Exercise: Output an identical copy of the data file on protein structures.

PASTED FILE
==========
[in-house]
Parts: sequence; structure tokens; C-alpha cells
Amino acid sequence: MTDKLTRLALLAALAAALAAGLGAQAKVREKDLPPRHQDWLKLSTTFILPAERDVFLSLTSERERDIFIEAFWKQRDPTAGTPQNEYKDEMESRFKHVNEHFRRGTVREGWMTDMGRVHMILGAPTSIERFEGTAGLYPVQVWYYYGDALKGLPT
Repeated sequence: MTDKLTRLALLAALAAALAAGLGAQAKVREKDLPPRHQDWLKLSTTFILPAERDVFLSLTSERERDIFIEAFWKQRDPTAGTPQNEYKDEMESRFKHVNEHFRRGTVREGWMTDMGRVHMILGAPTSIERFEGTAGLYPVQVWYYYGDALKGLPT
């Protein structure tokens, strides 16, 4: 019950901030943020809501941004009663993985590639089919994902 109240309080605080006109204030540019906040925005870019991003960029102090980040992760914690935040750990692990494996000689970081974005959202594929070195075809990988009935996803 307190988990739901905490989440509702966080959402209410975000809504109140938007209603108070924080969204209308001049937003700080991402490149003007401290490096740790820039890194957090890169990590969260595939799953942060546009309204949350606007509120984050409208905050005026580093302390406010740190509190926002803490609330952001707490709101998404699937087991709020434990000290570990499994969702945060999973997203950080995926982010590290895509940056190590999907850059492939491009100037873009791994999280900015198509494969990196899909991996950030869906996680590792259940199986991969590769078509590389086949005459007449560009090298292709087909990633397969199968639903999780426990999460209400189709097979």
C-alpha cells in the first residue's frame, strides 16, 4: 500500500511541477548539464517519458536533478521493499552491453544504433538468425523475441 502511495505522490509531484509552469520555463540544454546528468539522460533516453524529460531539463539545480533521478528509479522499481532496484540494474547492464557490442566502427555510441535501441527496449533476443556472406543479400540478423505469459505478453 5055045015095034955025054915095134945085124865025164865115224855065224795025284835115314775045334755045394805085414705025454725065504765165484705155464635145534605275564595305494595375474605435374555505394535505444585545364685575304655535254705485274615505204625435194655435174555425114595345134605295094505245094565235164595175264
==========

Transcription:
[in-house]
Parts: sequence; structure tokens; C-alpha cells
Amino acid sequence: MTDKLTRLALLAALAAALAAGLGAQAKVREKDLPPRHQDWLKLSTTFILPAERDVFLSLTSERERDIFIEAFWKQRDPTAGTPQNEYKDEMESRFKHVNEHFRRGTVREGWMTDMGRVHMILGAPTSIERFEGTAGLYPVQVWYYYGDALKGLPT
Repeated sequence: MTDKLTRLALLAALAAALAAGLGAQAKVREKDLPPRHQDWLKLSTTFILPAERDVFLSLTSERERDIFIEAFWKQRDPTAGTPQNEYKDEMESRFKHVNEHFRRGTVREGWMTDMGRVHMILGAPTSIERFEGTAGLYPVQVWYYYGDALKGLPT
């Protein structure tokens, strides 16, 4: 019950901030943020809501941004009663993985590639089919994902 109240309080605080006109204030540019906040925005870019991003960029102090980040992760914690935040750990692990494996000689970081974005959202594929070195075809990988009935996803 307190988990739901905490989440509702966080959402209410975000809504109140938007209603108070924080969204209308001049937003700080991402490149003007401290490096740790820039890194957090890169990590969260595939799953942060546009309204949350606007509120984050409208905050005026580093302390406010740190509190926002803490609330952001707490709101998404699937087991709020434990000290570990499994969702945060999973997203950080995926982010590290895509940056190590999907850059492939491009100037873009791994999280900015198509494969990196899909991996950030869906996680590792259940199986991969590769078509590389086949005459007449560009090298292709087909990633397969199968639903999780426990999460209400189709097979």
C-alpha cells in the first residue's frame, strides 16, 4: 500500500511541477548539464517519458536533478521493499552491453544504433538468425523475441 502511495505522490509531484509552469520555463540544454546528468539522460533516453524529460531539463539545480533521478528509479522499481532496484540494474547492464557490442566502427555510441535501441527496449533476443556472406543479400540478423505469459505478453 5055045015095034955025054915095134945085124865025164865115224855065224795025284835115314775045334755045394805085414705025454725065504765165484705155464635145534605275564595305494595375474605435374555505394535505444585545364685575304655535254705485274615505204625435194655435174555425114595345134605295094505245094565235164595175264